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A Microchip That Mimics the Human Brain

Popular Mechanics today released an article stating: “A new brain-like microchip has 1 million electronic neurons and more than 256 million artificial synapses connecting. IBM researchers and their colleagues, with money from DARPA and technology from Samsung, designed the breakthrough device, outlined today in the journal Science.

“This chip represents a completely new architecture for microchips,” says study co-author Dharmendra Modha, a computer scientist at IBM Research-Almaden in San Jose, Calif. “It’s a new machine for a new era.” The scientists say the chip has incredible potential: It could be used in glasses for the visually impaired, medical imagers that can spot early signs of disease, and even driverless cars.

Brains are the most powerful computers we know: The human brain has approximately 100 billion neurons, with roughly one quadrillion (one million billion) connections between them. The way in which these connections or synapses wire neurons together encodes our memories.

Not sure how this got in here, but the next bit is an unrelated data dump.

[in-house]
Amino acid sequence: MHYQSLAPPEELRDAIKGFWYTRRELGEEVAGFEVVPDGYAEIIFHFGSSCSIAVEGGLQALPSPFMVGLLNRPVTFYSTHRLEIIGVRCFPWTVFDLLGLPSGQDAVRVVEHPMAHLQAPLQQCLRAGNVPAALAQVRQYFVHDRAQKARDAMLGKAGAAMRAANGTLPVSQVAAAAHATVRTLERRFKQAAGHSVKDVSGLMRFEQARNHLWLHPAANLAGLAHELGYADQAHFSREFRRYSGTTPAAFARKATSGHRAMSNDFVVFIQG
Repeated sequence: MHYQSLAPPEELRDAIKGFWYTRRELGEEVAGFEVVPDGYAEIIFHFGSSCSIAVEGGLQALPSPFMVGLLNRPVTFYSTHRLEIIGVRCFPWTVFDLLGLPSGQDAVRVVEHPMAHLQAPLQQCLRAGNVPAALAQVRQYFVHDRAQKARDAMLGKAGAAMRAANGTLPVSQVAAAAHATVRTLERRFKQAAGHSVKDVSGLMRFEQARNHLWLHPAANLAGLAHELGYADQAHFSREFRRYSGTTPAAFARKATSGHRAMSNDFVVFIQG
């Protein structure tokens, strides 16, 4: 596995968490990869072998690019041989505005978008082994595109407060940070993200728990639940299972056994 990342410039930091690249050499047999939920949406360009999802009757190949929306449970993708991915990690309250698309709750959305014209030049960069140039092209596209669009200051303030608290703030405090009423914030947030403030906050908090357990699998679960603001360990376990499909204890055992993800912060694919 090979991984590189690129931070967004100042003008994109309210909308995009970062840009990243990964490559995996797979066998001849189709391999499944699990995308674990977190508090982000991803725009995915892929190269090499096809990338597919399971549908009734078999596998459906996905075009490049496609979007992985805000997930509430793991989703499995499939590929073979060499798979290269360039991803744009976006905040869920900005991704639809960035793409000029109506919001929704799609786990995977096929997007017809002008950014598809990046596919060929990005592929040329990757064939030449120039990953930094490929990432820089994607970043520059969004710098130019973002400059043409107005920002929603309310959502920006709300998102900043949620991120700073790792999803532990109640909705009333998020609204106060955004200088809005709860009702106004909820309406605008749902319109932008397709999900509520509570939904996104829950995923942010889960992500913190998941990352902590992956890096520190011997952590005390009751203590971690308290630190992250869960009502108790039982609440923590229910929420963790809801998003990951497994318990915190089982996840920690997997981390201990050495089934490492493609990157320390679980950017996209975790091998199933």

Scientists have long sought to mimic how the brain works using software programs known as neural networks and hardware known as neuromorphic chips. The basic building block of the new chip is what the researchers call a neurosynaptic core, each one consisting of 256 output lines and 256 input lines. These lines mimic neurons, the cells making up the brain, and axons, the branches extending from neurons used to communicate with other cells, respectively.

The researchers connected 4,096 such cores into a system 4.3 square centimeters in size. Named TrueNorth, the chip has 5.4 billion transistors and roughly 428 million bits of on-chip memory. Potentially, the scientists say, those chips could be combined like tiles into sheets of virtually any size.”

Read the whole article on Popular Mechanics (link)

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